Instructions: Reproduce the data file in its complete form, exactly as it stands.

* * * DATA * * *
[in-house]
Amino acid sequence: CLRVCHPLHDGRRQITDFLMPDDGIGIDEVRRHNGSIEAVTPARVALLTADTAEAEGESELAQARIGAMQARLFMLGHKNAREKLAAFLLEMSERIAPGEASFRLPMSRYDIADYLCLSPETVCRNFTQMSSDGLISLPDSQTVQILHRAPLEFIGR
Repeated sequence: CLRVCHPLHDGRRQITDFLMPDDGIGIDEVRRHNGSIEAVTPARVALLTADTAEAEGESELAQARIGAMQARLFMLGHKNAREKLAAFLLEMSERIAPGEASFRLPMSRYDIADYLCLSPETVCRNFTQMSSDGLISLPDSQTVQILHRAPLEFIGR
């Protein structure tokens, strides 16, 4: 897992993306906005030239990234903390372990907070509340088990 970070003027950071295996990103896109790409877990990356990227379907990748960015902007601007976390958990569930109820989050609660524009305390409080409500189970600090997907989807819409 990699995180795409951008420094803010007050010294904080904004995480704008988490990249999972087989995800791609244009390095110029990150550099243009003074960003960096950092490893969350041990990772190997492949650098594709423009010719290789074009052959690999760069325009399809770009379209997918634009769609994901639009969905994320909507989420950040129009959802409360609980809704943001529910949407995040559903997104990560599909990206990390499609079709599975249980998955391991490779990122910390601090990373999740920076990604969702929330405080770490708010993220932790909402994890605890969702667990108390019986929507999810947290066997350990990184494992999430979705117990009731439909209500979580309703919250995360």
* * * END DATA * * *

[in-house]
Amino acid sequence: CLRVCHPLHDGRRQITDFLMPDDGIGIDEVRRHNGSIEAVTPARVALLTADTAEAEGESELAQARIGAMQARLFMLGHKNAREKLAAFLLEMSERIAPGEASFRLPMSRYDIADYLCLSPETVCRNFTQMSSDGLISLPDSQTVQILHRAPLEFIGR
Repeated sequence: CLRVCHPLHDGRRQITDFLMPDDGIGIDEVRRHNGSIEAVTPARVALLTADTAEAEGESELAQARIGAMQARLFMLGHKNAREKLAAFLLEMSERIAPGEASFRLPMSRYDIADYLCLSPETVCRNFTQMSSDGLISLPDSQTVQILHRAPLEFIGR
């Protein structure tokens, strides 16, 4: 897992993306906005030239990234903390372990907070509340088990 970070003027950071295996990103896109790409877990990356990227379907990748960015902007601007976390958990569930109820989050609660524009305390409080409500189970600090997907989807819409 990699995180795409951008420094803010007050010294904080904004995480704008988490990249999972087989995800791609244009390095110029990150550099243009003074960003960096950092490893969350041990990772190997492949650098594709423009010719290789074009052959690999760069325009399809770009379209997918634009769609994901639009969905994320909507989420950040129009959802409360609980809704943001529910949407995040559903997104990560599909990206990390499609079709599975249980998955391991490779990122910390601090990373999740920076990604969702929330405080770490708010993220932790909402994890605890969702667990108390019986929507999810947290066997350990990184494992999430979705117990009731439909209500979580309703919250995360």